Canada finds ‘distinctive’ Lawyer X kind case | Port Macquarie Information

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Canada finds 'unique' Lawyer X type case | Port Macquarie News

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A Canadian appeal court has found itself handling its own Lawyer X-esque drama, after police used a defence team’s private investigator as an informer. Novia Scotia’s Court of Appeal said their case was unique, but referred to the Australia’s High Court decision on gangland lawyer turned police informer Nicola Gobbo in ordering a retrial for a murder accused. William Sandeson’s lawyers asked for a mistrial after it was revealed a private investigator they’d hired and shared defence strategies with was a police informer. The investigator had located and put police in contact with two witnesses in the case. Police took steps to conceal the investigator’s identity, and the connection was only revealed at trial. The mistrial was refused and Sandeson was convicted, but that decision has been overturned. “What has occurred here is unique. The parties and this court were unable to find any cases where a situation like this has occurred before,” the appeal judges said. But Sandeson’s lawyers pointed to the Australia’s High Court proceedings around the identification of Ms Gobbo. Her informing has already resulted in one quashed murder conviction and several other appeals are underway in Victoria’s Court of Appeal. The Canadian court noted similarities, but said their case did not involve lawyer-client privilege like that breached by Ms Gobbo, who snitched on a number of her clients while registered as a police informer. They said it was possible for a court could find it “offends society’s sense of fair play and fundamental notions of justice” for the state to accept help from a professional hired by an accused to help their defence. Australian Associated Press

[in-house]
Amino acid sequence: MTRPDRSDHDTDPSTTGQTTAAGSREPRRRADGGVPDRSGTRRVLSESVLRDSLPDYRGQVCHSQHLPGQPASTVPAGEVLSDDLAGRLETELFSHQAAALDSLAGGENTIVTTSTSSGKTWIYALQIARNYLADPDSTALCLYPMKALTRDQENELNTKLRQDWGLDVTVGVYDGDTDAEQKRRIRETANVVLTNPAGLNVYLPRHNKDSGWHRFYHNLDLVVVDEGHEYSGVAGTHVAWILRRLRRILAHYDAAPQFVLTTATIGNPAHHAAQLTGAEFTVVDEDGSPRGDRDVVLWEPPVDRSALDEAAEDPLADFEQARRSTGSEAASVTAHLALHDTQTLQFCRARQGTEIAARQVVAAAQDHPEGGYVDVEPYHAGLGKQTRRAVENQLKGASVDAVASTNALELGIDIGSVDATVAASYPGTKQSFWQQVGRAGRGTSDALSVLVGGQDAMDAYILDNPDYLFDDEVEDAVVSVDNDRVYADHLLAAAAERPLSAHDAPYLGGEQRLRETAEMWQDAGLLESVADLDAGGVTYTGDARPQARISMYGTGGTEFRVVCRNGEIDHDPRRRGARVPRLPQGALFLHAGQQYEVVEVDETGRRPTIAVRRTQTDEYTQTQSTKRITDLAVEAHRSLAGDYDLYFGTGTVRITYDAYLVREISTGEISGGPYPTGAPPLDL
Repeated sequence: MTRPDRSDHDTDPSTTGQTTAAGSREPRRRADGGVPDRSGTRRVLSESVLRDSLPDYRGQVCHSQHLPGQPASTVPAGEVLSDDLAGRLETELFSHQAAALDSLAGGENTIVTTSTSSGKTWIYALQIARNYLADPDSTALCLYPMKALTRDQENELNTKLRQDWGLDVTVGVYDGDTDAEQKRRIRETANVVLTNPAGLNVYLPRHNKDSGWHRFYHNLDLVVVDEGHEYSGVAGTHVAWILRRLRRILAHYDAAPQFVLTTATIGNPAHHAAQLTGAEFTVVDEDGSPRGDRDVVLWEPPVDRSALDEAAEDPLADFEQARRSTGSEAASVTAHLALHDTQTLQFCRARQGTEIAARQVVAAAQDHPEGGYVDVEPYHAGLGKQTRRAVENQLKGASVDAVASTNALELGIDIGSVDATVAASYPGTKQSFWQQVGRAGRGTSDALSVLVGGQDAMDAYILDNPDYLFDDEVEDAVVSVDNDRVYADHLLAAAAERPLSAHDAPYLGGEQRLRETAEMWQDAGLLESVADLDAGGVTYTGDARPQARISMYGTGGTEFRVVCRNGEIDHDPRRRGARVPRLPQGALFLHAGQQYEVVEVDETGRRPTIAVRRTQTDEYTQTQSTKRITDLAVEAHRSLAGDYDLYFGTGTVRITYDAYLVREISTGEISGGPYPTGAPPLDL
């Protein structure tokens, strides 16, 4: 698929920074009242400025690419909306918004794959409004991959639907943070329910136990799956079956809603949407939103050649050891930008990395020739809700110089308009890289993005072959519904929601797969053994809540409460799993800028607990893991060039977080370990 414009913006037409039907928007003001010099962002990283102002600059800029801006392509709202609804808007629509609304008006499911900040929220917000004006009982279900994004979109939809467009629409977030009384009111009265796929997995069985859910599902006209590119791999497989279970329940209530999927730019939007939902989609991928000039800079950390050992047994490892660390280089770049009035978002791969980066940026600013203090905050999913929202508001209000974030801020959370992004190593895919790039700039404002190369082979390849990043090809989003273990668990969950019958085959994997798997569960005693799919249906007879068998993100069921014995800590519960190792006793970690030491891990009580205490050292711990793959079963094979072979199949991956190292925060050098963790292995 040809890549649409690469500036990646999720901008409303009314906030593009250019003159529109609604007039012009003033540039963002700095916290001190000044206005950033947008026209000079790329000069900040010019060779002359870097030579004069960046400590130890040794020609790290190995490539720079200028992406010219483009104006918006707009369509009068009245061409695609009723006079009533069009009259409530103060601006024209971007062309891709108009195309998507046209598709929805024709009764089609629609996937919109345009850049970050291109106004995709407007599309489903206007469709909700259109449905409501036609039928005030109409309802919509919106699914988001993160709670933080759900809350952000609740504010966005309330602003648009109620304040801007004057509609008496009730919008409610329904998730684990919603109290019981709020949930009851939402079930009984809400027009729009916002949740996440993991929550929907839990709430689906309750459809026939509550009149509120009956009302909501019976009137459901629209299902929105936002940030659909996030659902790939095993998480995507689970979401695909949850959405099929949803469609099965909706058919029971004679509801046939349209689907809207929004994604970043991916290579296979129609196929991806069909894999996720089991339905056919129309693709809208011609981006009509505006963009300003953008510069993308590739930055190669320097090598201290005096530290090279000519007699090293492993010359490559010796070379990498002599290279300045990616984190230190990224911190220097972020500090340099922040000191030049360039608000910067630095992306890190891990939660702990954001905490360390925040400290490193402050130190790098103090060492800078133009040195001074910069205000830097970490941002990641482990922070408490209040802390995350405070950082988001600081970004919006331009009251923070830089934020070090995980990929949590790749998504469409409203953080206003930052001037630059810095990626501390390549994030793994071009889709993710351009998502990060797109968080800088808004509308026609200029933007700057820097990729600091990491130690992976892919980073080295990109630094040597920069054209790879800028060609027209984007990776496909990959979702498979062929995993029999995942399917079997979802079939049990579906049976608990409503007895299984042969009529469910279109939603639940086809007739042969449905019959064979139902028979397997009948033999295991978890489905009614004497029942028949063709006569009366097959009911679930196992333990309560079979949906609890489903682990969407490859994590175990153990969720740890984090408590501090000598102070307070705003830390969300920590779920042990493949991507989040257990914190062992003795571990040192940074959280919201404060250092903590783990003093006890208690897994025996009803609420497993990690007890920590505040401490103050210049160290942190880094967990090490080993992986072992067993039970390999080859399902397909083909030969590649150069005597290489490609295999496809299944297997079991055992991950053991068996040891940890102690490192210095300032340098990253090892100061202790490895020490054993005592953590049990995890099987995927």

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A Canadian appeal court has found itself handling its own Lawyer X-esque drama, after police used a defence team’s private investigator as an informer.

Novia Scotia’s Court of Appeal said their case was unique, but referred to the Australia’s High Court decision on gangland lawyer turned police informer Nicola Gobbo in ordering a retrial for a murder accused.

William Sandeson’s lawyers asked for a mistrial after it was revealed a private investigator they’d hired and shared defence strategies with was a police informer.

The investigator had located and put police in contact with two witnesses in the case.

Police took steps to conceal the investigator’s identity, and the connection was only revealed at trial.

The mistrial was refused and Sandeson was convicted, but that decision has been overturned.

“What has occurred here is unique. The parties and this court were unable to find any cases where a situation like this has occurred before,” the appeal judges said.

But Sandeson’s lawyers pointed to the Australia’s High Court proceedings around the identification of Ms Gobbo.

Her informing has already resulted in one quashed murder conviction and several other appeals are underway in Victoria’s Court of Appeal.

The Canadian court noted similarities, but said their case did not involve lawyer-client privilege like that breached by Ms Gobbo, who snitched on a number of her clients while registered as a police informer.

They said it was possible for a court could find it “offends society’s sense of fair play and fundamental notions of justice” for the state to accept help from a professional hired by an accused to help their defence.

Australian Associated Press